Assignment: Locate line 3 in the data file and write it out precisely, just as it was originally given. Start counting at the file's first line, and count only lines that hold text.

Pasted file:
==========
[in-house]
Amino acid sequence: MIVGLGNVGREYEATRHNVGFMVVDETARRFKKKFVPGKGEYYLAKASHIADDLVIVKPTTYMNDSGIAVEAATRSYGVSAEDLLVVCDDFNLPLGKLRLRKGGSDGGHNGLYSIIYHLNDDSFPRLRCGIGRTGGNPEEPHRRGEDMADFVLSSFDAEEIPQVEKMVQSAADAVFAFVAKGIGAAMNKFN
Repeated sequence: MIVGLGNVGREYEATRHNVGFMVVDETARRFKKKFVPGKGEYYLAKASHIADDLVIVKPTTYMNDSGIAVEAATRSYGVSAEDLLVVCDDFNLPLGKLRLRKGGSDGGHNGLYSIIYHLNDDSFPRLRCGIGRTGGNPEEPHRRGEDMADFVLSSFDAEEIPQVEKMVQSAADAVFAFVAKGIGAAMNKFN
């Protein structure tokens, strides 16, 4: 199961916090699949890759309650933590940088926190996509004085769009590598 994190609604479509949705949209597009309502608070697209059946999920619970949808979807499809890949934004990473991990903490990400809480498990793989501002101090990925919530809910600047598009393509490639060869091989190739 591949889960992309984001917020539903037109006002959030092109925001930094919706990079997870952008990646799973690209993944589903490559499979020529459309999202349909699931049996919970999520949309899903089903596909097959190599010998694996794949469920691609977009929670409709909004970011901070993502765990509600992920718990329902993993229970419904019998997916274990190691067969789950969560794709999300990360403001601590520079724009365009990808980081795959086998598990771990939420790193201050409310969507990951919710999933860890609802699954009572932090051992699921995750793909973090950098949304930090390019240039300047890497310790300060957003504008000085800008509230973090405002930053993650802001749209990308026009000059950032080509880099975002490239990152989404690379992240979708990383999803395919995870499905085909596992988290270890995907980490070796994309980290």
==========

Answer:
Repeated sequence: MIVGLGNVGREYEATRHNVGFMVVDETARRFKKKFVPGKGEYYLAKASHIADDLVIVKPTTYMNDSGIAVEAATRSYGVSAEDLLVVCDDFNLPLGKLRLRKGGSDGGHNGLYSIIYHLNDDSFPRLRCGIGRTGGNPEEPHRRGEDMADFVLSSFDAEEIPQVEKMVQSAADAVFAFVAKGIGAAMNKFN